Picking up the story of Camden from Thursday morning, we continue with Col. Otho
Gen. Gates believed his night march on August 15th would put his army in a great defensive position above Saunder’s Creek.
Holland Williams comments on the events on the evening of August 15th. As Gates’ army moved southward at night, a dangerous undertaking even with a professional army, notwithstanding an army mostly comprised of militia that had never fought as a cohesive unit. Williams documents the meals that the Americans ate that night before their march. When reading American accounts of Camden, most mention the impact on the evening August 15th meal had on the men and the army as a whole. Williams also mentions there is much criticisms of Gates’ plan, but no official opposition was brought to Gates. Reading Williams’ account gives us insight today into the events leading up to the disaster at Camden. When reading Williams’ narrative, it is not hard to believe that the Americans were marching to a defeat.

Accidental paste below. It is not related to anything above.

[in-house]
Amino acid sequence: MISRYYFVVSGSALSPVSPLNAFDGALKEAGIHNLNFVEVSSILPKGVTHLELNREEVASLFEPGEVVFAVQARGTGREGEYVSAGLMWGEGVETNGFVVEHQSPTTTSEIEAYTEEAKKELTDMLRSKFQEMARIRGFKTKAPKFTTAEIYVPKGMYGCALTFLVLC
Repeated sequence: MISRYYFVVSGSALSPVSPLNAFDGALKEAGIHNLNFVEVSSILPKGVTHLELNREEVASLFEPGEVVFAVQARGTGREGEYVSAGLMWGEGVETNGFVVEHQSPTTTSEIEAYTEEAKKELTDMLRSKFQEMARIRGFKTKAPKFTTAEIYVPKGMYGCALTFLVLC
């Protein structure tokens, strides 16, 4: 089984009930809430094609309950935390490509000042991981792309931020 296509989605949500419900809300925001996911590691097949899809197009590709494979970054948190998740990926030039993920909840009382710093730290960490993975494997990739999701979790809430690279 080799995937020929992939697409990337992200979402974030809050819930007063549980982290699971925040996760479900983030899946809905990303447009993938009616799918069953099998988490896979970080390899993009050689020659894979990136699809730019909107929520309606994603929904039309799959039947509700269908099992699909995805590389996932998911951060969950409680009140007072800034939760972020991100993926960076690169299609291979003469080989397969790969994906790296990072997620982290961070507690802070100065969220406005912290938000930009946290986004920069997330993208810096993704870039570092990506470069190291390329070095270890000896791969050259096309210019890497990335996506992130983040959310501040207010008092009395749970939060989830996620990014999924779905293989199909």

“Although there had been no dissenting voice in the council, the orders were no sooner promulgated than they became the subject of animadversion. Even those who had been dumb in council, said that there had been no consultation –that the orders were read to them, and all opinion seemed suppressed by the very positive and decisive terms in which they were expressed. Others could not imagine how it could be conceived, that an army, consisting of more than two -thirds militia, and which had never been once exercised in arms together, could form columns, and perform other manoeuvres in the night, and in the face of an enemy. But, of all the officers, Colonel Armand took the greatest exception. He seemed to think the positive orders respecting himself, implied a doubt of his courage –declared that cavalry had never before been put in the front of a line of battle in the dark–and that the disposition, as it respected his corps, proceeded from resentment in the general, on account of a previous altercation between them about horses, which the general had ordered to be taken from the officers of the army, to expedite the movement of the artillery though the wilderness. A great deal was said upon the occasion; but, the time was short, and the officers and soldiers, generally, not knowing, or believing any more than the general, that any considerable body of the enemy were to be met with out of Camden, acquiesced with their usual cheerfulness, and were ready to march at the hour appointed. As there were no spirits yet arrived in camp; and as, until lately, it was unusual for the troops to make a forced march, or prepare to meet an enemy without some extraordinary allowance, it was unluckily conceived that molasses, would, for once, be an acceptable substitute; accordingly the hospital stores were broached, and one gill of molasses per man, and a full ration of corn meal and meat, were issued to the army previous to their march, which commenced, according to orders, at about ten o’clock at night of the 15th. …. The troops of general Gates’ army, had frequently felt the bad consequences of eating bad provisions; but, at this time, a hasty meal of quick baked bread and fresh beef, with a desert of molasses, mixed with mush, or dumplings, operated so cathartically, as to disorder very many of the men, who were breaking the ranks all night, and were certainly much debilitated before the action commenced in the morning. …. “ Continue reading